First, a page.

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I am having problems with pset 5. Honestly so far I have never had such a huge problems with a pset. I watched every video, read many questions and answers on stack exchange and wrote some code, which compiles, but it doesn't work. I was trying to find the problem, but I'm afraid I still don't understand everything in this pset, so I'm looking for any help I could get. I'm giving you my whole code in edit and hoping for your comments.

#include <stdbool.h>

#include "dictionary.h"

#include <stdio.h>

#include <ctype.h>

#include <stdlib.h>

int counter = 0;
// trie struct
typedef struct node
{
bool is_word;
struct node* children[27];
}
node;
node* root;
/**
* Returns true if word is in dictionary else false.
*/
bool check(const char* word)
{
// trie

node* root = malloc(sizeof(node));
node* csr = root;
int i = 0;
int idx = tolower(word[i]) - 'a';

while (word[i] != '\0')
{
    if (isalpha(word[i])) // if char is alphabetical
    {
        if (csr->children[idx] != NULL)
        {
            csr = csr->children[idx];
            i++;
        }
        else
        {
            return false;
        }
    }
    else if (word[i] == '\'') // if char is apostrophe
    {
        if (csr->children[idx] != NULL)
        {
            csr = csr->children[idx];
            i++;
        }
        else
        {
            return false;
        }
    }
    else
    return false;
}
if (csr->is_word == true)
return true;

else
return false;
}

/**
 * Loads dictionary into memory.  Returns true if successful else false.
 */
bool load(const char* dictionary)
{
// open file
FILE* dic = fopen("dictionary", "r");
if (dic == NULL)
{
    printf("Could not open dictionary\n");
    return 1;
}

// trie

node* root = malloc(sizeof(node));
node* csr = NULL;


int c = fgetc(dic); // reads each char
int index = tolower(c) - 'a';

while (c != EOF)
{
csr = root;
    do
    {
        // checks if it is alphabetical char
        if (isalpha(c))
        {
            if (csr->children[index] == NULL) // if lack of that char
            {
                csr->children[index] = malloc(sizeof(node));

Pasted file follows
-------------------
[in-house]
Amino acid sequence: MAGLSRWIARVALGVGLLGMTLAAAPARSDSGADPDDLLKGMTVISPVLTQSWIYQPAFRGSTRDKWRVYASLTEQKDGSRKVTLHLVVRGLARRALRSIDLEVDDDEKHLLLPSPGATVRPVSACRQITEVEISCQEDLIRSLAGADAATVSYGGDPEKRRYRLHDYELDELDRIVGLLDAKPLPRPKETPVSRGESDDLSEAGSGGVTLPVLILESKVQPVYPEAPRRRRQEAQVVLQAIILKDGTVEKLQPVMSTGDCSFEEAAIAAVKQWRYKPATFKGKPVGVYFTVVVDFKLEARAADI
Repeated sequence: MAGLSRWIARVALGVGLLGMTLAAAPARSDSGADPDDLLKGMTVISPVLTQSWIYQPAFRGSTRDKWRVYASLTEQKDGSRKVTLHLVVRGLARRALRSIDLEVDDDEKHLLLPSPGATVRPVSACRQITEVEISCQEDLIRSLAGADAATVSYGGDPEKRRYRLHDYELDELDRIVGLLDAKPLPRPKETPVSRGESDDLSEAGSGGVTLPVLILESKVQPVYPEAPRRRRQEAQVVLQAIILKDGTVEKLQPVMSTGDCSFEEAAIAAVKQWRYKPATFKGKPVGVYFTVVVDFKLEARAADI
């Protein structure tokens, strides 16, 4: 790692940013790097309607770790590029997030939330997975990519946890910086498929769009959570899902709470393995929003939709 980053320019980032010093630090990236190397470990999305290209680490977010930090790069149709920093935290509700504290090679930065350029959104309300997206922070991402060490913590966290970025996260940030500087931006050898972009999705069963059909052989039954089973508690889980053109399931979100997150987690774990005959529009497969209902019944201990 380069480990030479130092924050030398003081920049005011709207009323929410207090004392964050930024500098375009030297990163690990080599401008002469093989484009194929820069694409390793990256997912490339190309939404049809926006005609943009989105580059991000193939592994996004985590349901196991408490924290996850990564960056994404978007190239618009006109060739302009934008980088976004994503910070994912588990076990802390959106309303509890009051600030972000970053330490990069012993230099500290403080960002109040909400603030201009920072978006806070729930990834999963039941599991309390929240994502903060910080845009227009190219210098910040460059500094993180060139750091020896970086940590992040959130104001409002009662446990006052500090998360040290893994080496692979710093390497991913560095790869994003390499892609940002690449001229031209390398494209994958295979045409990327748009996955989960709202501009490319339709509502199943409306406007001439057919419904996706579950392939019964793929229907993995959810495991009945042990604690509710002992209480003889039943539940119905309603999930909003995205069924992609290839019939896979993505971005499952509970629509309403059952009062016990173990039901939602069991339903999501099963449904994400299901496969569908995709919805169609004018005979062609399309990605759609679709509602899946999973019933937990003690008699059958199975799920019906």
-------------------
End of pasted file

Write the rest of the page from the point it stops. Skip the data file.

}
            csr = csr->children[index];
        }
        else if (c == '\'') // if apostrophe
        {
            if (csr->children[26] == NULL)
            {
                csr->children[26] = malloc(sizeof(node));
            }
            csr = csr->children[26];
        }
    c = fgetc(dic);
    } 
    while (c != '\n');
    csr->is_word = true;
    counter++;
    c = fgetc(dic);
}

return true;
}

/**
* Returns number of words in dictionary if loaded else 0 if not yet loaded.
*/
unsigned int size(void)
{
if (counter > 0)
{
    return counter;
}
else
return 0;
}

/**
* Unloads dictionary from memory.  Returns true if successful else false.
*/
void ftrie (node* csr)
{
// children
for (int i = 0; i < 27; i++)
{
    if (csr->children[i] != NULL)
    {
        csr = csr->children[i];
        ftrie(csr);
    }
    else if (csr->children[i] == NULL)
    {
        free(csr->children[i]);
    }
}
}

bool unload(void)
{
node* csr = NULL;
csr = root;
ftrie(csr);
return true;
}
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  • You have to specify what the problem is. Does it segfault? Does it find some words? Too many? Too few? And, have you tried running gdb to debug it? – Irene Nov 19 '15 at 21:13
  • Sorry, it outputs many words, and after THE END it hits segfault. – Keassie Nov 19 '15 at 22:06
  • I tried gdb it says it received segfault in unload part: " if (csr->children[i] != NULL) " – Keassie Nov 19 '15 at 22:12
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A couple of comments about your recursive function for freeing the trie:

1) Reassigning csr is not correct: Your recursive function is supposed to traverse the whole trie. At the beginning, csr has the address of root. Recursion works by calling itself, every time with an address "deeper" in the trie. Now, suppose, for the sake of discussion, that root (that is, the original csr, holds address 0x1. And that, the first child, csr->children[i] holds address 0x2. Topmost function gets called, you pass root, so you pass the address 0x1. The idea would be to call the next function with address 0x2. You do that. But when you reassign csr, now csr also holds address 0x2, and you have lost root. So, instead of reassigning, just call your recursive function with the child as argument

2) Recursion here is meant to traverse the trie, and ONLY to traverse the trie. That is what your for loop is there for. Don't free the memory from inside the for loop. The reasoning is that the for loop will call the function recursively until it hits NULL. When it doesn't just let the for loop continue. When the for loop is done, that is when the lowermost for loop of the recursive calls is done, it will exit and then the memory freeing starts. Memory gets freed, function returns, the recursion starts unwinding the stack and each for loop will continue or end as necessary, freeing the memory at each level as the for loops end. All you have to do in the for loop is call the recursion until you hit NULL

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